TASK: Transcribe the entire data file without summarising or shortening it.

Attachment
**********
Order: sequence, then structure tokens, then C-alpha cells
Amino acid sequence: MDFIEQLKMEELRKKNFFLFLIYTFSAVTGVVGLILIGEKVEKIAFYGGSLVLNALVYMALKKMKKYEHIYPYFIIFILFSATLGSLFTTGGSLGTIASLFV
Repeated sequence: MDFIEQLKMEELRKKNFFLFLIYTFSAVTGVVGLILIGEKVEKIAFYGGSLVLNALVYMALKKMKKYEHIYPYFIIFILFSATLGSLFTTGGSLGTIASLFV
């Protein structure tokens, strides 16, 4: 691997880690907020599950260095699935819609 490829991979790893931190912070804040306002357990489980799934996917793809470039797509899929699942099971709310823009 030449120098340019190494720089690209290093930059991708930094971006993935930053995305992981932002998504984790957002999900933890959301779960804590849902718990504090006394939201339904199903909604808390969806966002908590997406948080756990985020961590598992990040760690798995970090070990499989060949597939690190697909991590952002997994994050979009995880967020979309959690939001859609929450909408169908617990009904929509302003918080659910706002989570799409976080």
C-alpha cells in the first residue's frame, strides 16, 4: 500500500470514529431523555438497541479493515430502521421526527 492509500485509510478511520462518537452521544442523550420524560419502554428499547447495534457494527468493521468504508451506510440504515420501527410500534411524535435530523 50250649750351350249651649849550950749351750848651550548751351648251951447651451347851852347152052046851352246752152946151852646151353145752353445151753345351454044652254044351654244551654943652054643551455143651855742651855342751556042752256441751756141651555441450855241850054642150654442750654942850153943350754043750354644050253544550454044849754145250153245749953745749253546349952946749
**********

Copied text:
Order: sequence, then structure tokens, then C-alpha cells
Amino acid sequence: MDFIEQLKMEELRKKNFFLFLIYTFSAVTGVVGLILIGEKVEKIAFYGGSLVLNALVYMALKKMKKYEHIYPYFIIFILFSATLGSLFTTGGSLGTIASLFV
Repeated sequence: MDFIEQLKMEELRKKNFFLFLIYTFSAVTGVVGLILIGEKVEKIAFYGGSLVLNALVYMALKKMKKYEHIYPYFIIFILFSATLGSLFTTGGSLGTIASLFV
């Protein structure tokens, strides 16, 4: 691997880690907020599950260095699935819609 490829991979790893931190912070804040306002357990489980799934996917793809470039797509899929699942099971709310823009 030449120098340019190494720089690209290093930059991708930094971006993935930053995305992981932002998504984790957002999900933890959301779960804590849902718990504090006394939201339904199903909604808390969806966002908590997406948080756990985020961590598992990040760690798995970090070990499989060949597939690190697909991590952002997994994050979009995880967020979309959690939001859609929450909408169908617990009904929509302003918080659910706002989570799409976080």
C-alpha cells in the first residue's frame, strides 16, 4: 500500500470514529431523555438497541479493515430502521421526527 492509500485509510478511520462518537452521544442523550420524560419502554428499547447495534457494527468493521468504508451506510440504515420501527410500534411524535435530523 50250649750351350249651649849550950749351750848651550548751351648251951447651451347851852347152052046851352246752152946151852646151353145752353445151753345351454044652254044351654244551654943652054643551455143651855742651855342751556042752256441751756141651555441450855241850054642150654442750654942850153943350754043750354644050253544550454044849754145250153245749953745749253546349952946749